But most of the stereotypes are empirically false — the actual group differences are generally small compared to the within-group variation, and often go in the opposite of the stereotypical direction. And Dr. Brizendine's claims about the neurophysiological foundations of the stereotypes seem to be mostly empty. For a long engagement with the details, you can sample the list of LLOG posts below. For a shorter and more authoritative account, see Rebecca Young and Evan Balaban's review of The Female Brain, "Psychoneuroindoctrinology", Nature 10/12/2006.

Overall, the evidence lines up behind Janet Shibley Hyde's conclusion in her review of meta-analyses "The Gender Similarities Hypothesis", American Psychologist 2005:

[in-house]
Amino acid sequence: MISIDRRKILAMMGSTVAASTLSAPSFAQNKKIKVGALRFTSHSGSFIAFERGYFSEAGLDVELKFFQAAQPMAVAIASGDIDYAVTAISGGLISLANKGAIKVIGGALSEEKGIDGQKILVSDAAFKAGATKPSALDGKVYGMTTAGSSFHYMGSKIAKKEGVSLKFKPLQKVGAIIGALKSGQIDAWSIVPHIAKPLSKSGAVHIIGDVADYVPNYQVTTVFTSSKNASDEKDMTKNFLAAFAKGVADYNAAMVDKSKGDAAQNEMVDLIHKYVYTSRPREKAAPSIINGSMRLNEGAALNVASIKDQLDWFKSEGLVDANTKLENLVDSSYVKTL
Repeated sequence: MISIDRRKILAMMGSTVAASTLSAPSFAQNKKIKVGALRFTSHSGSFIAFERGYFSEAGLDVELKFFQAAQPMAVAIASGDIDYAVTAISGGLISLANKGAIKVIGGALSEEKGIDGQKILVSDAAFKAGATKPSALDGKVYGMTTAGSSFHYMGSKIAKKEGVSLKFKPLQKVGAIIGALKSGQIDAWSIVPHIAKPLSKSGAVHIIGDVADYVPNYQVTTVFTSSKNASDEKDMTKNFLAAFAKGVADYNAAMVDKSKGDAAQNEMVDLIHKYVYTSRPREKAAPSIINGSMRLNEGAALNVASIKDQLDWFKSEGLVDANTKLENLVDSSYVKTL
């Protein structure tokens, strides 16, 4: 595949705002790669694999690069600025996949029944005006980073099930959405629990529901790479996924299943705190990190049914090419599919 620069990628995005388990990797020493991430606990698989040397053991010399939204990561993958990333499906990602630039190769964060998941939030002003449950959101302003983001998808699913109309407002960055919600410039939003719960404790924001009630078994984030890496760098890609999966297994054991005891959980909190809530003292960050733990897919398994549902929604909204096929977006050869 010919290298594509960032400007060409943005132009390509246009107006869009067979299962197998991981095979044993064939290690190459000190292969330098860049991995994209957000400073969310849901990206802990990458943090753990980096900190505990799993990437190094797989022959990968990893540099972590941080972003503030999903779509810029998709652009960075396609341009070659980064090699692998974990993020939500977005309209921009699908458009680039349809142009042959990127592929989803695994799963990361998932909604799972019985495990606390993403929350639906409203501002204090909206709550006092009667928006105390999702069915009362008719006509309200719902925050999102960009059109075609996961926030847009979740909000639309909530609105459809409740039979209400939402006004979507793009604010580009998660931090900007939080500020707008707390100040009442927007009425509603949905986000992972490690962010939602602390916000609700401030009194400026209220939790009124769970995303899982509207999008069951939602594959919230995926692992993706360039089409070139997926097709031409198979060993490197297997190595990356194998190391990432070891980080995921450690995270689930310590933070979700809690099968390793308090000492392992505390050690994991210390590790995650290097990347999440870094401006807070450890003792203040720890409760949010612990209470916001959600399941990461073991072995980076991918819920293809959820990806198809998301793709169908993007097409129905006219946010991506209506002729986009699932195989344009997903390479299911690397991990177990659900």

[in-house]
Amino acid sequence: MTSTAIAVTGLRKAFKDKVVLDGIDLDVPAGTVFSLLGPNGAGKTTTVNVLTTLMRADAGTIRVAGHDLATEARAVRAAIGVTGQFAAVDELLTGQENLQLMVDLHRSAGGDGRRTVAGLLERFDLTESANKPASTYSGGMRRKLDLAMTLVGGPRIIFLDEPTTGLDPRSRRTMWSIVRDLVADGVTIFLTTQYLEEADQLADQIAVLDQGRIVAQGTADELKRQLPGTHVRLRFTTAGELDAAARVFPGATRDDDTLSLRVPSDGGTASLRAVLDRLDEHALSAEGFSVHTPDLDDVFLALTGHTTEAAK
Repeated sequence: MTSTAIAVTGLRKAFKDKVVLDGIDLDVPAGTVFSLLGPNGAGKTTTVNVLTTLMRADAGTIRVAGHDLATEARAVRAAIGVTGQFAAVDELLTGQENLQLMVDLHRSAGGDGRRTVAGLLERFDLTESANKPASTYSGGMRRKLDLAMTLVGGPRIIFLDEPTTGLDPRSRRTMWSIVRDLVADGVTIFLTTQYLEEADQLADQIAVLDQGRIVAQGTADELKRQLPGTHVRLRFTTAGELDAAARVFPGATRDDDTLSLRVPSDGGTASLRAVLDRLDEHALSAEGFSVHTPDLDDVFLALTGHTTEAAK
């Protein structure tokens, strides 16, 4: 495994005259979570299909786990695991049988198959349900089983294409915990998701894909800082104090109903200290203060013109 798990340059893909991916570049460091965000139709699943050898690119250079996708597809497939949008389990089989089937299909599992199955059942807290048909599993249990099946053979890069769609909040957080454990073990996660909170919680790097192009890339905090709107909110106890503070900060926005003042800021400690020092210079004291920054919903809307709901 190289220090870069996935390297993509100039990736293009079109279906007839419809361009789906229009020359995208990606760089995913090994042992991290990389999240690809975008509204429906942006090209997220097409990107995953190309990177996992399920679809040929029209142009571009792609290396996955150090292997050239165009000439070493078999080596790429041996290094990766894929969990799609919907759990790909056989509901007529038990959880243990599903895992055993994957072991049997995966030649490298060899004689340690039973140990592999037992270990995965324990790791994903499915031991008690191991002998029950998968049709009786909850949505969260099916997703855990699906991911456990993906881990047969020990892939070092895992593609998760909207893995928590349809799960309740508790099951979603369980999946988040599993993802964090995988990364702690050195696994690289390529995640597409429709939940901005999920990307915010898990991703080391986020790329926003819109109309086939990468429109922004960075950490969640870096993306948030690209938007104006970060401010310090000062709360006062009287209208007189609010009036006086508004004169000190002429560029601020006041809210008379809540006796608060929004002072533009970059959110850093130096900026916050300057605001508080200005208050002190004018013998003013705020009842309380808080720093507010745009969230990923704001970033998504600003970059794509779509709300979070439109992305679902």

The differences model, which argues that males and females are vastly different psychologically, dominates the popular media. Here, the author advances a very different view, the gender similarities hypothesis, which holds that males and females are similar on most, but not all, psychological variables. Results from a review of 46 meta-analyses support the gender similarities hypothesis. Gender differences can vary substantially in magnitude at different ages and depend on the context in which measurement occurs. Overinflated claims of gender differences carry substantial costs in areas such as the workplace and relationships.

But the Female Brain movie might well turn out to be a hit.

"Neuroscience in the service of sexual stereotypes", 8/6/2006
"Sex-linked lexical budgets", 8/6/2006
"Sex and speaking rate", 8/7/2006
"Yet another sex-n-wordcount sighting" , 8/14/2006